Nothing infers tropical in the culinary world like pineapple. Where do you drink Piña Coladas but on a beach? And when you put pineapple on a pizza where else could it be from but Hawaii? (FYI the “Hawaiian pizza was actually invented by a Canadian in 1962, but southern Ontario doesn’t exactly scream tropical so…) Or how about that iconic 1980’s baking decadence, show stopper dessert that your mom would make for special occasions; the Pineapple Upside Down Cake? Cue the red dye no.84 maraschino cherries nestled in each of the seven, perfectly symmetrical, canned pineapple ring.
Pineapples – the fruit, the shape, the silly, messy hairdo – are all over the place these days. An icon of luxury, decadence, wealth and hospitality the popularity of the pineapple is nothing new. The “queen of fruit,” so named for the crown it wears, was an instant hit when Columbus brought it to Europe from South America in the 1500’s.
The problem was that no one in Europe could successfully grow pineapples for another century so or, despite many attempts by royal gardeners. Pineapples are tropical plants, and Europe just wasn’t hot enough. Shipping the beloved pineapple also wasn’t easy. Many a cargo hold of pineapples arrived rotten, and no doubt fermented as pineapple has a high sugar content and ferments VERY well on a boat, lemme tell you.
So, that meant if you could afford to have a pineapple on your table, in a centrepiece or a dessert, that you were definitely not one of us working class folks. And if you could afford to buy two and give one away as a “thank you for inviting me to your fancy dinner with pineapples on the table gift,” well then.
We happen to be lucky enough to spend a lot of time in places that can grow pineapples.
In fact, the Philippines is now the leading exporter of the fruit, according to the all knowing internet. In these places when pineapple are in season they are bit like zucchini – people practically give them away. This means that over the 12 years we’ve been sailing in the tropics I have bought a lot, eaten a lot and cooked a lot of pineapple. And here is the big secret; pineapple doesn’t have to be sickly sweet, paired with coconut or come from a can. In fact, pineapple is a lot more versatile than most people know.
Although I have been known to make a rum soaked Pineapple Upside Down Cake on the stove top in my cast iron pan for a potluck or two – who can help being nostalgic now and then – I much prefer to make savoury dishes with pineapple. Treating pineapple like a vegetable does have it’s limits but since it is so acidic it can work.
Last week pineapples started popping up in the market here in the Philippines, so I picked up 2 small ones for about $1.50 CAD. After admiring them on the counter for a couple days I got to work making one of my favourite pineapple creations of all times; Pickled Pineapple.
Yes, you read that right. Pickled Pineapple.
When I first stumbled upon this recipe somewhere online I simultaneously thought “What kinda crazy is this?!” and “Of course! What a perfect taste combination,” and “WTF don’t I think of these kinds of things?!”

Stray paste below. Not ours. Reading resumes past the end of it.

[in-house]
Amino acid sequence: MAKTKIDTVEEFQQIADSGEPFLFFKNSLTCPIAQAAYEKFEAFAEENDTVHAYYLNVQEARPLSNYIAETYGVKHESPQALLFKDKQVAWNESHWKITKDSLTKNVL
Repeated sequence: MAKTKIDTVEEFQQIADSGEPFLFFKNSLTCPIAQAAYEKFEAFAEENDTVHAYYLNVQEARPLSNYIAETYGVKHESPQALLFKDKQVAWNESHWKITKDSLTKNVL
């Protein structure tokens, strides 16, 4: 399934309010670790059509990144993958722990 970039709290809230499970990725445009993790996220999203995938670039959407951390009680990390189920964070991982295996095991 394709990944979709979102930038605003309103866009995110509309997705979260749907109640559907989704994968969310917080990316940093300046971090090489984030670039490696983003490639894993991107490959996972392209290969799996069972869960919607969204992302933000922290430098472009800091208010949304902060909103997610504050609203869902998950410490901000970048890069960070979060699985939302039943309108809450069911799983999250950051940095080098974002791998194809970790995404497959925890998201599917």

Pickling pineapple riffs on the sweet and sour flavours that you would usually associate with a stir fry. The sweet pineapple against the sour vinegar brine accented with some salt, garlic and chilis is absolutely delicious. And because pineapple flesh is so robust it can take some time on brine and still have that satisfying crunch of a pickle. The process is dead easy. Peel, cut and pack the fruit into a large jar. Pour over the brine, put jar in fridge and forget about it for a couple weeks.
What is great about this recipe is that there is very little waste.
I don’t get too fussy when peeling pineapples, no going deep to make sure all the brown dimples are perfectly trimmed away. I also don’t cut away the core, which can sometimes be a little woody, but in a pickle, it is not that noticeable. Also, using smaller pineapples means the core isn’t woody anyway.
I quarter the pineapple, then turn each quarter into 2-3mm slices, then chop those in half so I end up with little triangles of pineapple that are easy to wedge into a jar.
Pop half in the jar, add a couple cloves of peeled and crushed garlic and some slices of chili to taste. Add the pineapple slices and more garlic and chilies.
In a small pan heat a brine of white vinegar, sugar and salt until everything is dissolved. Pour the brine over into the jar, making sure everything is covered.
Add lid and voila!
Pickled Pineapple, ready in about 2 weeks, delicious on its own or as an accompaniment to a stir fry or a pork chop. It even tastes great on a pizza. I’m calling it Pickled Hawaiian.
I also have an incredibly tasty and easy recipe for Curried Pineapple, anyone interested?
PICKLED PINEAPPLETIME: 15 mins Yield: 1 X 750ml jar
- 1 Small pineapple, peeled, quartered and thinly sliced
- 4 Cloves garlic, peeled and crushed
- 2-3 Chilies, slices (more or less depending on your heat tolerance)
- 1 Cup white vinegar
- ½ Cup water
- 1 Tbsp Salt
- 1 Tbsp Sugar
Pack half the peeled and sliced pineapple into a large, clean jar. Shake and poke to layer as neatly as possible. Add half the garlic and chili, then the other half of the pineapple slices and the rest of the garlic and chili. In a small pan heat the vinegar, water, salt and sugar. Bring to a simmer and stir to dissolve. Carefully pour the hot brine over the fruit in the jar, making sure everything is covered. Tap gently on the counter top to remove air bubbles. Screw on the lid and when cool place in fridge for at least 2 weeks.